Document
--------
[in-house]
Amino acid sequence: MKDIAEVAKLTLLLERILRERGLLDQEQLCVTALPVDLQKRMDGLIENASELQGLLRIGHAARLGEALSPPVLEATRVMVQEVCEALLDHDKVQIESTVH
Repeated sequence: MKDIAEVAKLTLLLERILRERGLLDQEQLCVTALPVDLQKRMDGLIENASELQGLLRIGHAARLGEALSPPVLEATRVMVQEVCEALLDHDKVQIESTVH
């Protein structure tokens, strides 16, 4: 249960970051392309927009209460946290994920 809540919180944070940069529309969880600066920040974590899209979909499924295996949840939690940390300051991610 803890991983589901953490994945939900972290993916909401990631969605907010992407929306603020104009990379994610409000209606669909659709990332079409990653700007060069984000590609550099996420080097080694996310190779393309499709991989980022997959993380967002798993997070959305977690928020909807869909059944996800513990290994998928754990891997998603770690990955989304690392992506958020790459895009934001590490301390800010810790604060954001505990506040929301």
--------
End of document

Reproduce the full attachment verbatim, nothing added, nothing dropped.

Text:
[in-house]
Amino acid sequence: MKDIAEVAKLTLLLERILRERGLLDQEQLCVTALPVDLQKRMDGLIENASELQGLLRIGHAARLGEALSPPVLEATRVMVQEVCEALLDHDKVQIESTVH
Repeated sequence: MKDIAEVAKLTLLLERILRERGLLDQEQLCVTALPVDLQKRMDGLIENASELQGLLRIGHAARLGEALSPPVLEATRVMVQEVCEALLDHDKVQIESTVH
């Protein structure tokens, strides 16, 4: 249960970051392309927009209460946290994920 809540919180944070940069529309969880600066920040974590899209979909499924295996949840939690940390300051991610 803890991983589901953490994945939900972290993916909401990631969605907010992407929306603020104009990379994610409000209606669909659709990332079409990653700007060069984000590609550099996420080097080694996310190779393309499709991989980022997959993380967002798993997070959305977690928020909807869909059944996800513990290994998928754990891997998603770690990955989304690392992506958020790459895009934001590490301390800010810790604060954001505990506040929301």